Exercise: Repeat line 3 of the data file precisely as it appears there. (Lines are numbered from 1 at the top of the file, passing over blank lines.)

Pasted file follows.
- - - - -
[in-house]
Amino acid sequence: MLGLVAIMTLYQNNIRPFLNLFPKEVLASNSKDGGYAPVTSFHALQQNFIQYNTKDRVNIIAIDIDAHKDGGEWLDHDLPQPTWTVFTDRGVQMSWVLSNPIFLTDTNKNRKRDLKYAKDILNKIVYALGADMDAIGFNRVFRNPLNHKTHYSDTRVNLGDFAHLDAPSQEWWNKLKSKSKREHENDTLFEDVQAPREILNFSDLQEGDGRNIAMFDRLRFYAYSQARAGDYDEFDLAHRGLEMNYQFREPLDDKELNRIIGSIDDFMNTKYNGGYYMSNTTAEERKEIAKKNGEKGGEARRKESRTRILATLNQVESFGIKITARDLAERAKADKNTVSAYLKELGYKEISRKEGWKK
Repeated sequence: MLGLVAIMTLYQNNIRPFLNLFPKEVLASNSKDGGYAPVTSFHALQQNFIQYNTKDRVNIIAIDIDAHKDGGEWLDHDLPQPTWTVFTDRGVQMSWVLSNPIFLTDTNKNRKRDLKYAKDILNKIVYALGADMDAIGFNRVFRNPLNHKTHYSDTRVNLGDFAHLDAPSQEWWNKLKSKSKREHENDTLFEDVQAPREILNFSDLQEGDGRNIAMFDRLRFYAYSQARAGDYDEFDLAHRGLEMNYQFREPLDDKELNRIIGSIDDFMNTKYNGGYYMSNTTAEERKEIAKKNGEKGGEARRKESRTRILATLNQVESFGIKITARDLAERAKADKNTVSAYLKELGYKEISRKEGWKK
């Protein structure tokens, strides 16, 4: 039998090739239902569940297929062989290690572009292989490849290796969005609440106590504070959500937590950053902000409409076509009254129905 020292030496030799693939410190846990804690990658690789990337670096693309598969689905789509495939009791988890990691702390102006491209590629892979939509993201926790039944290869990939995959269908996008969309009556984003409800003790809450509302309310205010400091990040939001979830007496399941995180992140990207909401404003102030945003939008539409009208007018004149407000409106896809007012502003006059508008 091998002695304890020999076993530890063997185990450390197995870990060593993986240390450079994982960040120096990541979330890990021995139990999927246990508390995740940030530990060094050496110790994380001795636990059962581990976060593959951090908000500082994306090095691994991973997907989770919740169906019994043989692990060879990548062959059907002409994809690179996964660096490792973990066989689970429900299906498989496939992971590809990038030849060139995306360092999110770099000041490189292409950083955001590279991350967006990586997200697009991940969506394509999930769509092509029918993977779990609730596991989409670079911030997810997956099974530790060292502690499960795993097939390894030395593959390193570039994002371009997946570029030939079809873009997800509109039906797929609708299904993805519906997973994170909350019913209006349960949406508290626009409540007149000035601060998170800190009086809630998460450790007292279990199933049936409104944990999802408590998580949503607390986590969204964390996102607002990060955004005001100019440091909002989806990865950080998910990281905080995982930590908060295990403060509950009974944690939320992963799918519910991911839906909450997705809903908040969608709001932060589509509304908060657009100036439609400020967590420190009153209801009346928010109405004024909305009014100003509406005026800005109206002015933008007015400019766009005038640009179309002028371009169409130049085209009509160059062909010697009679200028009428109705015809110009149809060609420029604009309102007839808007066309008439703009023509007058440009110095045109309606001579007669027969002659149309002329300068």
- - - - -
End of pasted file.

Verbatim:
Repeated sequence: MLGLVAIMTLYQNNIRPFLNLFPKEVLASNSKDGGYAPVTSFHALQQNFIQYNTKDRVNIIAIDIDAHKDGGEWLDHDLPQPTWTVFTDRGVQMSWVLSNPIFLTDTNKNRKRDLKYAKDILNKIVYALGADMDAIGFNRVFRNPLNHKTHYSDTRVNLGDFAHLDAPSQEWWNKLKSKSKREHENDTLFEDVQAPREILNFSDLQEGDGRNIAMFDRLRFYAYSQARAGDYDEFDLAHRGLEMNYQFREPLDDKELNRIIGSIDDFMNTKYNGGYYMSNTTAEERKEIAKKNGEKGGEARRKESRTRILATLNQVESFGIKITARDLAERAKADKNTVSAYLKELGYKEISRKEGWKK